- Circuit Court
The Circuit Court is made up of a President and 37 Circuit Judges. There are eight geographical "circuits" in the State with one Circuit Judge assigned to each except for Dublin (which has ten) and Cork (which has three).
The Circuit Court has the same jurisdiction as the Central Criminal Court (the name given to the High Court sitting in criminal cases) to try and sentence in respect of all indictable offences except for murder, rape, aggravated sexual assault, treason, piracy and related offences.
Offences may be tried in the area in which the offence has been committed or the area in which the accused person has been arrested or resides. In Circuit Courts outside Dublin, a trial judge may transfer a trial to the Dublin Circuit Criminal Court on application by the prosecution or the defence if he or she is satisfied that it would be unjust to refuse to do so.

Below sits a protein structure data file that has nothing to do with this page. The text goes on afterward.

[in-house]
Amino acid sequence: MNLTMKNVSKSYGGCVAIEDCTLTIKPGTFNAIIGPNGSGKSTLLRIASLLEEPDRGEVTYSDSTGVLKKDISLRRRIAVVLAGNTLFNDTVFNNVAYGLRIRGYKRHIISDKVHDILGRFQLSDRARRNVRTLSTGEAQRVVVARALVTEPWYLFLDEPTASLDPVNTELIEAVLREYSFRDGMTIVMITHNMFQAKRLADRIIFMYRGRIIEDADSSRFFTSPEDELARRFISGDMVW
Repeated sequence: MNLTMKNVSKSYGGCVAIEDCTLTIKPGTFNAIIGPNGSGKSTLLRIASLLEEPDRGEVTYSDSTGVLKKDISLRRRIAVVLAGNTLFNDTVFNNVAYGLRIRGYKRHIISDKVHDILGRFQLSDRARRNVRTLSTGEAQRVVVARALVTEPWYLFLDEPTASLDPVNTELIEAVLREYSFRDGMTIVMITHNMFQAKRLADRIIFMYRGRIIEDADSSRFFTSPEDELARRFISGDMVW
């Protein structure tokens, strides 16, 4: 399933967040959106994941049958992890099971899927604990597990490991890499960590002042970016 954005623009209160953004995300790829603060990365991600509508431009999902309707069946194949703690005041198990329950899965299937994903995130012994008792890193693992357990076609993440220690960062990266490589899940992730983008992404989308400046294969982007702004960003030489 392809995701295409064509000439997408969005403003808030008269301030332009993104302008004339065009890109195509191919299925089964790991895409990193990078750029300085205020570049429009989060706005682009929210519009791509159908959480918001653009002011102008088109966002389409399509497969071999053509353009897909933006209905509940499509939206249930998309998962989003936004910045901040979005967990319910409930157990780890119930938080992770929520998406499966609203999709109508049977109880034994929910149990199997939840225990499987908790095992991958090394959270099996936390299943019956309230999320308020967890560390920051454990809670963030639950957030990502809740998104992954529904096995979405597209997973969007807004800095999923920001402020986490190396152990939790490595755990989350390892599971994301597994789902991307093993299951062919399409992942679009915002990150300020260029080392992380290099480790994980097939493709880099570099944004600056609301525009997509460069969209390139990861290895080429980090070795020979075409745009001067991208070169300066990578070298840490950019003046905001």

Criminal trials in the Circuit Court take place with a judge and a jury. The jury decides whether to acquit or convict and the Circuit Judge determines the appropriate sentence. The Circuit Court is not subject to a general limitation on the sentence it may impose although there may be limitations set down in legislation in respect of individual offences. Appeals against sentence may be brought to the Court of Criminal Appeal.
The Circuit Court hears appeals from criminal convictions in the District Court. The Circuit Court conducts a full rehearing and can change the sentence imposed by a District Judge.
The links below will take you to the database of Circuit Court cases and sentences compiled by I.S.I.S. to date. These do not constitute a complete record of sentences handed down for the period covered.